Staff at the Child Support Agency are using pocket calculators to work out what people owe, thanks to the comprehensive failure of its IT system from EDS.
Less than half the 320,000 applications received since March 2003, when the system was launched, has been processed.
The Work and Pensions sub-committee took evidence last week from Andrew Smith, work and pensions secretary. He admitted that the cost of processing applications was 20 per cent higher using the new IT system and told MPs the original contract could have been better drafted. Smith also said the department was looking to reduce its reliance on one provider - EDS provides 85 per cent of the Department of Work and Pensions' systems.
In a written answer, he said: "Technical issues continue to preclude reliable figures on compliance and throughput for the latest quarter. The Department continues to retain around 15–20 per cent of each monthly payment due to EDS, the service provider, due to the continuing problems with the computer and telephony systems. A special exercise is being undertaken to test accuracy to the year-end."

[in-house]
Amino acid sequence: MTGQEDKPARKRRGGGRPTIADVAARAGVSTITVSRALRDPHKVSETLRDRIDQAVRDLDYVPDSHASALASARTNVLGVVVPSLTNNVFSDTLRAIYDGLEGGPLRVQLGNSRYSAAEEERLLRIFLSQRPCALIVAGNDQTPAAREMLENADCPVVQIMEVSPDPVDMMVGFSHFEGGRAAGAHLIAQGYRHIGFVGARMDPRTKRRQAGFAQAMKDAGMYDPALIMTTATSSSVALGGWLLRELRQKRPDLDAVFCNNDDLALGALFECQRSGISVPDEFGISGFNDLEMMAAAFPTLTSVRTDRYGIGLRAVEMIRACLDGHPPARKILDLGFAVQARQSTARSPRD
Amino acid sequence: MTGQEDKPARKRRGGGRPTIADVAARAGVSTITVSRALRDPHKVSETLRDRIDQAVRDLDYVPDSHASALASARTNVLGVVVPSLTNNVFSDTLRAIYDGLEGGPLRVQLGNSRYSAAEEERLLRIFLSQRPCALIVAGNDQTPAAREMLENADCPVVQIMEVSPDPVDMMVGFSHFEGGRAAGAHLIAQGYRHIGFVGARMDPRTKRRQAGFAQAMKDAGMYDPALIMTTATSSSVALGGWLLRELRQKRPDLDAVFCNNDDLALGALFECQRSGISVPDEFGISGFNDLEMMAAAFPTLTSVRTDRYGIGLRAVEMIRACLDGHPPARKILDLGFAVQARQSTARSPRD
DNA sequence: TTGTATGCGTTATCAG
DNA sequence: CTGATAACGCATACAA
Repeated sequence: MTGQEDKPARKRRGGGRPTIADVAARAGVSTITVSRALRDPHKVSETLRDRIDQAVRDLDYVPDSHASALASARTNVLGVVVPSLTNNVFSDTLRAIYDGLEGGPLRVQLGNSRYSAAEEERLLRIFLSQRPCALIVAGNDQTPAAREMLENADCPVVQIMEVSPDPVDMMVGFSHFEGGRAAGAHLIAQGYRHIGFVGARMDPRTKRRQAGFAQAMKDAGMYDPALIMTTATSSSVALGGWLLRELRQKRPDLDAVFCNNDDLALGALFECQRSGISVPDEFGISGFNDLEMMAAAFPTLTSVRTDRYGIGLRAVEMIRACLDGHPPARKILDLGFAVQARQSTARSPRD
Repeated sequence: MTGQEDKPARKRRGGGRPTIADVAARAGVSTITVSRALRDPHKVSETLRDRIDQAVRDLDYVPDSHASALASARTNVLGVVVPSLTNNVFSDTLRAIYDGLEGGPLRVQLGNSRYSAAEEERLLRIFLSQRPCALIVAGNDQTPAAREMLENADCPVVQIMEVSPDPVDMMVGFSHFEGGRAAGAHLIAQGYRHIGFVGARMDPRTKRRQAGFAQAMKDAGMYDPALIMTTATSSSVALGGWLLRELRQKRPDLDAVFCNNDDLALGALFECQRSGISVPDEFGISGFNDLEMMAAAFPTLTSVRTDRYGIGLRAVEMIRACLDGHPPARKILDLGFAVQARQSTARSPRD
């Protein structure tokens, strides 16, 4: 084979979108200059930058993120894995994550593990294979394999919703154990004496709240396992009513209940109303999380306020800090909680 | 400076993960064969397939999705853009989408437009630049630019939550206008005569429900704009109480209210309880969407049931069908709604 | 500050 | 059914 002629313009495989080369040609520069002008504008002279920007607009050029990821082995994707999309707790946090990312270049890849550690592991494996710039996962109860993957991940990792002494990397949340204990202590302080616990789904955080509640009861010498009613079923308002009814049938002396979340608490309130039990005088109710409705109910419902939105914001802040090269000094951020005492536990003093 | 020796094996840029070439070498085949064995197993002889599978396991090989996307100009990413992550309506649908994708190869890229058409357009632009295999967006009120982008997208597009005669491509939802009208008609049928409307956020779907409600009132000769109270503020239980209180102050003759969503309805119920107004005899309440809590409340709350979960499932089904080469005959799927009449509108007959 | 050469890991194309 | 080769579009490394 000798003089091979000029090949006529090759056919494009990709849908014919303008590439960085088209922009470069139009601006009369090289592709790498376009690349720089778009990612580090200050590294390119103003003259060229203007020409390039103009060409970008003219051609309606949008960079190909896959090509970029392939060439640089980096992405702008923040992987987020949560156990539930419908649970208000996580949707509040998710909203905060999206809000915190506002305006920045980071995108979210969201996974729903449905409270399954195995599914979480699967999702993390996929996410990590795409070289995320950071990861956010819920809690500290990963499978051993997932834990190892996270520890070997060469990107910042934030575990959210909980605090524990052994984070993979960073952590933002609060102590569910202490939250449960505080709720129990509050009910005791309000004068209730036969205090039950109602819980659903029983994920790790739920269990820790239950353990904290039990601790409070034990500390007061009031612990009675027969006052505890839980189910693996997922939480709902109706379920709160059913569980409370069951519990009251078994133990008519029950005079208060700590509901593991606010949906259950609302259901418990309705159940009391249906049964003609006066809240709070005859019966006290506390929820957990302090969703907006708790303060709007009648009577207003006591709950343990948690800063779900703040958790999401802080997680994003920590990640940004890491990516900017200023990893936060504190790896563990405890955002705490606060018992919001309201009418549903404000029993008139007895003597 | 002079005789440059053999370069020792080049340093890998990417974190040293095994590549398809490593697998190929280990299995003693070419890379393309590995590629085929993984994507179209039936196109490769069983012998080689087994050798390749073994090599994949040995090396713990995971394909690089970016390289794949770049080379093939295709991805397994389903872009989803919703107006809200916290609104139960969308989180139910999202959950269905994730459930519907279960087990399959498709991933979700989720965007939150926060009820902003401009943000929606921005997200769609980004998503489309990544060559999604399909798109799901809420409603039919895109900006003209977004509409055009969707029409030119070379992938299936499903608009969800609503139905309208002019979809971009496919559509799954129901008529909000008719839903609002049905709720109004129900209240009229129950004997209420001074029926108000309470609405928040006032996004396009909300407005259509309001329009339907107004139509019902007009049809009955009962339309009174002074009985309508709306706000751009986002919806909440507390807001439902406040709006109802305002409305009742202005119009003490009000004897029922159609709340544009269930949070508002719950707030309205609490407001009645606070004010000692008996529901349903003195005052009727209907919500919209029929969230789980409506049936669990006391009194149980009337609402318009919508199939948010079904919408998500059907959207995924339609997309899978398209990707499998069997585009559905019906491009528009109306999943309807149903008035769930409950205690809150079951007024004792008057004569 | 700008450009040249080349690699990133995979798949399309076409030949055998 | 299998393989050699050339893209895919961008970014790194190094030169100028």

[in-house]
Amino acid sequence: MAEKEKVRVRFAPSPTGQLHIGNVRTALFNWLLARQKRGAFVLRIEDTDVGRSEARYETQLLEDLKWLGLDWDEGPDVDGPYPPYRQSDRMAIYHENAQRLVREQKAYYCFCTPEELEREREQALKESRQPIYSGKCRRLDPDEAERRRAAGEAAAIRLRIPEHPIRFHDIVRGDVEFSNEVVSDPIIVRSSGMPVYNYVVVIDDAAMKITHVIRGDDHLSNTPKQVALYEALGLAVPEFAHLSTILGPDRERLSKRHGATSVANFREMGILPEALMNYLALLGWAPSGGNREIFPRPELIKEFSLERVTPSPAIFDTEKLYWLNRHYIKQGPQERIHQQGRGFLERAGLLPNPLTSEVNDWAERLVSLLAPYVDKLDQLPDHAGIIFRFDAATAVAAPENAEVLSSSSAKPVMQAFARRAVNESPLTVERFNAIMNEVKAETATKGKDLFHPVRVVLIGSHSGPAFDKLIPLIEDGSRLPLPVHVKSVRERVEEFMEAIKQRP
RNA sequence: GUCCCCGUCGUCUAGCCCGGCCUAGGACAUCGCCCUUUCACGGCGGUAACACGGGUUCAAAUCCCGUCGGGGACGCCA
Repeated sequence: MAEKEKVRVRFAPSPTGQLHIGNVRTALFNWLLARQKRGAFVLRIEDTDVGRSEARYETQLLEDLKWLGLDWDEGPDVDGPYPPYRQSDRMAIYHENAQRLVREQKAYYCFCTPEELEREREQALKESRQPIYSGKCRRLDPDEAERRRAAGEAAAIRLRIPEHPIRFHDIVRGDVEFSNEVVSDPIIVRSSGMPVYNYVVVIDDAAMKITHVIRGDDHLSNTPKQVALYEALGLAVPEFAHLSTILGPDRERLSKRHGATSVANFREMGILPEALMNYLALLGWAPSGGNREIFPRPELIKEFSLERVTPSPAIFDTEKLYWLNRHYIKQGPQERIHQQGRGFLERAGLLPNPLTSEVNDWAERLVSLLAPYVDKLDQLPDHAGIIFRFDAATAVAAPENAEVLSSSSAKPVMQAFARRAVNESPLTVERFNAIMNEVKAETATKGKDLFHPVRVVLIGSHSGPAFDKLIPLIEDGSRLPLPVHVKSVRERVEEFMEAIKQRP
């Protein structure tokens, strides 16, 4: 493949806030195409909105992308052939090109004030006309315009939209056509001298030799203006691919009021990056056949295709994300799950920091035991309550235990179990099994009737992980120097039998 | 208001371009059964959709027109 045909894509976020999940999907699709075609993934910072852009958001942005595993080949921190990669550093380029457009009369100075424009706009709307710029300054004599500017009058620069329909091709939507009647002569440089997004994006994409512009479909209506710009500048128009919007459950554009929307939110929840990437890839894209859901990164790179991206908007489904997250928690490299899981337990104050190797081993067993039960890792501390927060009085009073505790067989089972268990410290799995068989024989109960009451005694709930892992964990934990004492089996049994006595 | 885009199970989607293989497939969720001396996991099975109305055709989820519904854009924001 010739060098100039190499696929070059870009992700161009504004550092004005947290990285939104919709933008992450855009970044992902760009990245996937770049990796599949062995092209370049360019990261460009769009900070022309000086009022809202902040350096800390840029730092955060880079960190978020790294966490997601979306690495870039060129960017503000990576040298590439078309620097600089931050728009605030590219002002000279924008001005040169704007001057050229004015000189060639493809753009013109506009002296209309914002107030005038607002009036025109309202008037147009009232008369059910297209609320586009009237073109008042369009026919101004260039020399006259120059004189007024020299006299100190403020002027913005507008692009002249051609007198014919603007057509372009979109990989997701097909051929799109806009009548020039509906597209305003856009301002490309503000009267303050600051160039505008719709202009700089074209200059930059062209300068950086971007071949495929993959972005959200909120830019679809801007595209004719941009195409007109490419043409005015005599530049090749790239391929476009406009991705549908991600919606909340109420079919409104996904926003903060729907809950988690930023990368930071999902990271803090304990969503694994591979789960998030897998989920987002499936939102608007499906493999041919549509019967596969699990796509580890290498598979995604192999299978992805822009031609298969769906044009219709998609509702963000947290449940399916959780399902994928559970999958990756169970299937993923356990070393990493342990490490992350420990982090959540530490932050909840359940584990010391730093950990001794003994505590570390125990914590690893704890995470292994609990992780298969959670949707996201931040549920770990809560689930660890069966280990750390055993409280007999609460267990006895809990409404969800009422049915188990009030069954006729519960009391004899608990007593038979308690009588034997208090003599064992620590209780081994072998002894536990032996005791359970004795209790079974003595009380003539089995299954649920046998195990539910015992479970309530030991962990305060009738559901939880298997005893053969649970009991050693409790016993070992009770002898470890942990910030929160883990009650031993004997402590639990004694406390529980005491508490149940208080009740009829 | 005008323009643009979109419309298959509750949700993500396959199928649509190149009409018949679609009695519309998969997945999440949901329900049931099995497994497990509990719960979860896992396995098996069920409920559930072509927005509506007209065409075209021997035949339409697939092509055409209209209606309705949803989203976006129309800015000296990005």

Liberal Democrats say the failure means 95,000 single parents are missing out on payments totalling £45m a year.
Professor Steve Webb, LibDem shadow work and pensions spokesman, said: "It is scandalous that the Government continues to fritter away huge sums of money trying to put the CSA's house in order. Under Labour the CSA has gone from bad to worse. We now have two different systems that don't work properly and thousands of lone parents missing out. Lone parents have been let down and left out of pocket.
"It's high time the CSA was scrapped and the Inland Revenue was allowed to do the sums and make sure people pay up on time."
The £400m computer system was supposed to go live in October 2001 but was finally switched on in March 2003. ®